As you’re discussing all these issues, you have to be careful because you might accidentally use a “trigger” word that upsets some terribly sensitive liberal soul. Oberlin College can tell you all about it.
Oberlin College has published an official document on triggers, advising faculty members to "be aware of racism, classism, sexism, heterosexism, cissexism, ableism, and other issues of privilege and oppression," to remove triggering material when it doesn't "directly" contribute to learning goals….
That’s no small matter because once liberals, the world’s most easily offended people, have been “triggered” by something you’ve done, then they view themselves as victims who have a right to go to insane lengths to fight back against your grievous attack.
Last March at University of California–Santa Barbara, in, ironically, a “free-speech zone,” a 16-year-old anti-abortion protester named Thrin Short and her 21-year-old sister Joan displayed a sign arrayed with graphic images of aborted fetuses. They caught the attention of Mireille Miller-Young, a professor of feminist studies. Miller-Young, angered by the sign, demanded that they take it down. When they refused, Miller-Young snatched the sign, took it back to her office to destroy it, and shoved one of the Short sisters on the way.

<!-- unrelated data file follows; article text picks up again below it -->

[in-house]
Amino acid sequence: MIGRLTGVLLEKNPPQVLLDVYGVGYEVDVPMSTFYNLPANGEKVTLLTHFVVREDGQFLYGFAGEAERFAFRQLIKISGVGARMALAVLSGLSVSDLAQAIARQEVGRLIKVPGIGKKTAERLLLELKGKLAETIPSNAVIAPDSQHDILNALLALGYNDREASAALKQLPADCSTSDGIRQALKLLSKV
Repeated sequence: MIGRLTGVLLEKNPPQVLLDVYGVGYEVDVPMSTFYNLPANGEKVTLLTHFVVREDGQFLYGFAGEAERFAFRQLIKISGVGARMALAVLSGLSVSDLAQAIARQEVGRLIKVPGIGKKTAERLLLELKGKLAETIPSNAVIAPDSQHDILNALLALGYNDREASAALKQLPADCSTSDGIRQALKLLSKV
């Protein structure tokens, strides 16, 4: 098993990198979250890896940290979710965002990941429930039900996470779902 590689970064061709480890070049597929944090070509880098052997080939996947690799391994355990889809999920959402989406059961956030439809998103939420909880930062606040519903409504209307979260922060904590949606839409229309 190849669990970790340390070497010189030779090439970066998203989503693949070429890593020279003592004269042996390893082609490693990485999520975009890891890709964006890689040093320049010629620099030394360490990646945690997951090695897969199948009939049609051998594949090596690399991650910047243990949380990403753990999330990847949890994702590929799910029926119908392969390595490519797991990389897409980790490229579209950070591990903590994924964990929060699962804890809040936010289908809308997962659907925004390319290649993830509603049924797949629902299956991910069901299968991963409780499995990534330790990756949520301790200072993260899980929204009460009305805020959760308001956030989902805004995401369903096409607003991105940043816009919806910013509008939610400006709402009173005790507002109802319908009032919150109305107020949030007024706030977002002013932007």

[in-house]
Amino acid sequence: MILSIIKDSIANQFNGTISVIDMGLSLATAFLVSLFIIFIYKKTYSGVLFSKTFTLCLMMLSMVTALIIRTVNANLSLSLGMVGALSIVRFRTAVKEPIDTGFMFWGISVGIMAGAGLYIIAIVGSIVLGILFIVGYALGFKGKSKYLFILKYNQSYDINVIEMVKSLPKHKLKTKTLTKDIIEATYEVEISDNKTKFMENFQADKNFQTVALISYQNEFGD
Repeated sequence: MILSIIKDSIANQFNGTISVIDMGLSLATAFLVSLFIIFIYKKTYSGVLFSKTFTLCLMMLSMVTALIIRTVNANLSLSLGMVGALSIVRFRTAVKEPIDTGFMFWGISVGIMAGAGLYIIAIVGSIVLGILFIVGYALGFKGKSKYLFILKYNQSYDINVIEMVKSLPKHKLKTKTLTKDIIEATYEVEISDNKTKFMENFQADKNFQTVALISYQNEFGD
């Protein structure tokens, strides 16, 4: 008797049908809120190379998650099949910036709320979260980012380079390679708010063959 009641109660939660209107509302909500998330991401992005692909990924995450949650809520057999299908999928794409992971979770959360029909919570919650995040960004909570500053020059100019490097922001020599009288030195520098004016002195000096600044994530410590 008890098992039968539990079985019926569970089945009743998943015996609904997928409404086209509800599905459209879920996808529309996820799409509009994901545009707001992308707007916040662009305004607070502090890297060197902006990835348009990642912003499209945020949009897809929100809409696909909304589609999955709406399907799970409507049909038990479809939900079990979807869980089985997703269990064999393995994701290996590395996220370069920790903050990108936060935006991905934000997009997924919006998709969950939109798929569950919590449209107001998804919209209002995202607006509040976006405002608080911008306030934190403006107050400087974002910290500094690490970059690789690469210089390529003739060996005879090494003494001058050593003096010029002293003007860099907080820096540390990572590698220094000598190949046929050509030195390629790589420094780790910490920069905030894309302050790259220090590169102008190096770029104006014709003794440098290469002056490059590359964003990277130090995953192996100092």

Speaking to police after the altercation, Miller-Young told them that the images of the fetuses had “triggered” her and violated her “personal right to go to work and not be in harm.” A Facebook group called “UCSB Microaggressions” declared themselves “in solidarity” with Miller-Young and urged the campus “to provide as much support as possible.”
Incidentally, those last two paragraphs are from liberal writer Jonathan Chait who wrote a column complaining about how intolerant liberalism has become now that his fellow travelers have moved on from going after Duck Dynasty and Rush Limbaugh to *** gasp *** targeting liberals like him, too.